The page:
The Tax Act in 2018 has changed the deductibility of meals and entertainment expenses. Most businesses will now need to track the meals and entrainment expenses in multiple account classifications. Based on public comments from the IRS, and other information, the following is a reasonable understanding of what the deductibility of meals and entertainment, if any, is allowed starting in 2018.

Meals with clients, customers, or prospects at an entertainment activity (example: meals at a sporting event) Nondeductible
Meals with clients, customers, or prospects with a substantial business discussion 50 % Deductible
Meals with client, customers, or prospects without substantial business discussion Nondeductible
On-premises meals provided for the convenience of the employer (such as lunch or dinner provided to employees while working) 50 % Deductible
Meal reimbursements for employees while traveling on business 50 % Deductible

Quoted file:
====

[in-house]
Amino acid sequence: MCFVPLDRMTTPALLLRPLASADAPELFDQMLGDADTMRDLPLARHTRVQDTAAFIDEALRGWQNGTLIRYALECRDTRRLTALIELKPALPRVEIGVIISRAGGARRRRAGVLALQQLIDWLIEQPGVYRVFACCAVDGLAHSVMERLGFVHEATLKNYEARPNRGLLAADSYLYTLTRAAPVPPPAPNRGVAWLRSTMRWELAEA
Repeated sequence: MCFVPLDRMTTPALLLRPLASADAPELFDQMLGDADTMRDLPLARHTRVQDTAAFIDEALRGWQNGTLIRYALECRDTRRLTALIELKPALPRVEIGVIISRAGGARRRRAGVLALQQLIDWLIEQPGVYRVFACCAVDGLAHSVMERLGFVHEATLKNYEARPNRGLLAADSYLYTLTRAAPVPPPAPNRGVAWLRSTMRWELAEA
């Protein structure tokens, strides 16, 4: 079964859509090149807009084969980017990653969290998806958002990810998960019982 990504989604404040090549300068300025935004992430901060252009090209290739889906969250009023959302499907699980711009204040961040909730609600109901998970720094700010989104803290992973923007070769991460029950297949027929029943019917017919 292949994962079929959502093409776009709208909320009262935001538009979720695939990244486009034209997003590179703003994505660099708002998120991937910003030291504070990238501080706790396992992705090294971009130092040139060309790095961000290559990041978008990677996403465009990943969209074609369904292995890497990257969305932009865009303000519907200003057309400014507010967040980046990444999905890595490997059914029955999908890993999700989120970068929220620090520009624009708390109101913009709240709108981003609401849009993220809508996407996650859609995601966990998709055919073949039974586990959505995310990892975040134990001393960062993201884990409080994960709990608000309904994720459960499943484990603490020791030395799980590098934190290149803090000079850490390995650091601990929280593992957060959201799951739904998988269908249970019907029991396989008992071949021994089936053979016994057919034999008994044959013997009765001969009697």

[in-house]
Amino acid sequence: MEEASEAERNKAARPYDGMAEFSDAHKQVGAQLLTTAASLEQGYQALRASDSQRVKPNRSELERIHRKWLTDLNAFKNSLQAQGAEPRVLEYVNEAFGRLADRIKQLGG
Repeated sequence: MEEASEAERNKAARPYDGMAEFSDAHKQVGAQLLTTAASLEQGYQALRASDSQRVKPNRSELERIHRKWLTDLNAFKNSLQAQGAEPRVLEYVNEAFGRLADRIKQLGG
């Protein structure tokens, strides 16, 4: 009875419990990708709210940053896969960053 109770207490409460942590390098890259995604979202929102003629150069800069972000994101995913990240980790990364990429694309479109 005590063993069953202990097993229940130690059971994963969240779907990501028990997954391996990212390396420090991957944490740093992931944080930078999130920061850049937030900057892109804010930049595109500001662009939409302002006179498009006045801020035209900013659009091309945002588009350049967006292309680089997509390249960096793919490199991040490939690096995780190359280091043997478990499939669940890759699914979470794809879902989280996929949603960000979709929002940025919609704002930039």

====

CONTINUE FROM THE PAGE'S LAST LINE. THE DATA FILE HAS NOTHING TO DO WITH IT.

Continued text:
Free meals to employees from an on-site dining facility 50 % Deductible
Holiday Party or similar social events for employees 100 % Deductible
Meals at a seminar and conference 50 % Deductible
Meals offered to the public at free seminars 100 % Deductible
Water, coffee, and snacks at the office 50 % Deductible
Meals in office during meetings of employees, owners, etc 50 % Deductible
Charitable sporting events, cost of the sporting tickets and meals Nondeductible
Sporting event tickets Nondeductible
Club memberships Nondeductible

Of Course documentation is still required so that the taxpayer is able to prove:

  1. The amount of expenditure
  2. The time, date, and place of the expenditure
  3. The purpose of the business discussion and the identification of the people who participated.

A suggested “chart of accounts” to track meals and entertainment starting in 2018 might look like the following:

  1. Meals and entertainment – 100 % deductible
  2. Meals and entertainment – 50 % deductible
  3. Meals and entertainment – Nondeductible